There will be no sleep for the soulful at Forecastle. When multistage activities along Waterfront Park simmer down each evening, the festival will draw the night owls indoors for several programs.
Paul Janeway, the singer who fronts the soul revivalist indie sensation St. Paul and the Broken Bones, is pleased to be part of one such after-hours show, even though he seemed playfully aghast at the starting time Friday night — more precisely, Saturday morning — for his band's performance at Headliner's Music Hall.
"Man, we're playing a damn midnight show," he said, breaking into laughter. "That's crazy."
You want crazy? Then get a load of the fact that the show also will have an opening act, Atlanta soul singer Curtis Harding, push St. Paul and the Broken Bones even further into the wee hours.
"I think we're actually playing around 1:30 — as in a.m. Man, that's past my bedtime," said Janeway. "Rock 'n' roll bands go out there and party. Soul bands go to bed at midnight. Or at least I do. It will be fun, though. We're pretty excited."
The tone Janeway strikes in conversation differs markedly from the demeanor of his onstage alter ego, St. Paul. Janeway is easygoing and animated, beginning almost every point of discussion with, "Now, this is what's so funny ..." and "What's really hysterical about that is ..." Onstage, St. Paul is an intense, gospel-schooled disciple of vintage soul. Shut your eyes, soak in the sweaty desperation of his singing and the Memphis Horns-style accompaniment, and you would swear you were listening to the offspring of Otis Redding.
Ask him about influences, though, and his answer will surprise you. Raised in the church with the prospect of becoming a preacher, he cites not a classic nugget of R&B as the pivotal song that changed his career but the 19th-century hymn It Is Well With My Soul.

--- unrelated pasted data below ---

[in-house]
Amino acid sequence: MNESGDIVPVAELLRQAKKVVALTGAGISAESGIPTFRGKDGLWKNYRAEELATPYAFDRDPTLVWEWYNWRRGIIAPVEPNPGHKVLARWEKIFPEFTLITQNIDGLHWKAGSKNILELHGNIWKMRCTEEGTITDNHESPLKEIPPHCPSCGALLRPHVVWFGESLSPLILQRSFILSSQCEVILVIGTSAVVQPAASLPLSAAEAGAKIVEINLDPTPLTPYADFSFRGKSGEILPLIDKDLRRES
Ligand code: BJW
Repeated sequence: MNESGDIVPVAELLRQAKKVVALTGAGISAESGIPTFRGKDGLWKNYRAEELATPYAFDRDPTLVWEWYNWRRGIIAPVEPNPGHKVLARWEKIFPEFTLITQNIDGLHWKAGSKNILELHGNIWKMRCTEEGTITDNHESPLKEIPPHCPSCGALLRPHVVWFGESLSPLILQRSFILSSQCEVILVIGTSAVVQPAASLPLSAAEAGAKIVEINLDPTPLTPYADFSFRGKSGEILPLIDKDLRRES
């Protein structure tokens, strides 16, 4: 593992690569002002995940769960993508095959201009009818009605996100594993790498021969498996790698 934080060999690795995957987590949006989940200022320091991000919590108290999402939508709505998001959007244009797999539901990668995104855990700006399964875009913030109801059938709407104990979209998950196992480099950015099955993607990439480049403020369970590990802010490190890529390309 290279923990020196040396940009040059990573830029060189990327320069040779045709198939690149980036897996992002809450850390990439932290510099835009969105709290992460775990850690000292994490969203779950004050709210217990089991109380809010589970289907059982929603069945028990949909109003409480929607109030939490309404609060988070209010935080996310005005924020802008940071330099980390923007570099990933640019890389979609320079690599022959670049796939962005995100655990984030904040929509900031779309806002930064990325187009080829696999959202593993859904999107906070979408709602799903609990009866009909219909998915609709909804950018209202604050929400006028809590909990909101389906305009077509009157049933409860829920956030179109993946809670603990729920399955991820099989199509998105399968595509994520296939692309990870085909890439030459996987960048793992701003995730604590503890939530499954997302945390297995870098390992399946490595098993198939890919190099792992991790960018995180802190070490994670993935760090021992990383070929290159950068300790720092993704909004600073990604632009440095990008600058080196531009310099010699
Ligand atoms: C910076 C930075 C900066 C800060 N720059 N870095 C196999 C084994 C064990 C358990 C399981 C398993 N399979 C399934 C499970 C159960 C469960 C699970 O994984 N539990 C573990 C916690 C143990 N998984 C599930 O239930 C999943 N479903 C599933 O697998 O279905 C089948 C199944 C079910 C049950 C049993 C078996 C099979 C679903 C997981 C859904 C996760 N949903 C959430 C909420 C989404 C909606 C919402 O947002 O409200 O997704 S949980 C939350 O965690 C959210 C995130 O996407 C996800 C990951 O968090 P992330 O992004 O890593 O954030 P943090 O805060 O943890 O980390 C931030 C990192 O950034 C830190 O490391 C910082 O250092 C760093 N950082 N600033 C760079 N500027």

"I think that song is what made me fall in love with music," he said. "At the time, it was also kind of a spiritual thing. But that's what I wanted. That's what you desire as a performer — music that moves people to different levels than just, 'Oh that's nice.' I think anyone who loves music experiences those moments. On a musical level, I was thinking, 'Wow. I would really like to do this for the rest of my life."
While the 2014 debut album, Half the City, has won the band, based in Birmingham, Ala., considerable praise and a fan base that will take Janeway and company to Canada and Europe after Forecastle, some of the initial buzz was created in Lexington.
In December 2012, roughly two months after its formation, the band played at Willie's Locally Known. While in town, the band members — Janeway, bassist Jesse Phillips, guitarist Browan Lollar, trumpeter Allen Branstetter, trombonist Ben Griner and drummer Andrew Lee (keyboardist Al Gamble was added to the lineup this year) — were chronicled in a video by Shaker Steps. The band performed Broken Bones and Pocket Change in a Lexington Center conference room overlooking the skating rink and Christmas tree in Triangle Park.
"That's how we got our manager," Janeway said. "She saw that video online. That's really how a lot of this began for us. So I love Lexington. Well, I'm also a big UK fan, so Lexington has a special place with me for that, too. But that video was a big part of why we now have a booking agent and why we now have a manager. That's part of how all this got cranked up."
More stories on the Forecastle Festival
Read Walter Tunis' blog, The Musical Box, at LexGo.com.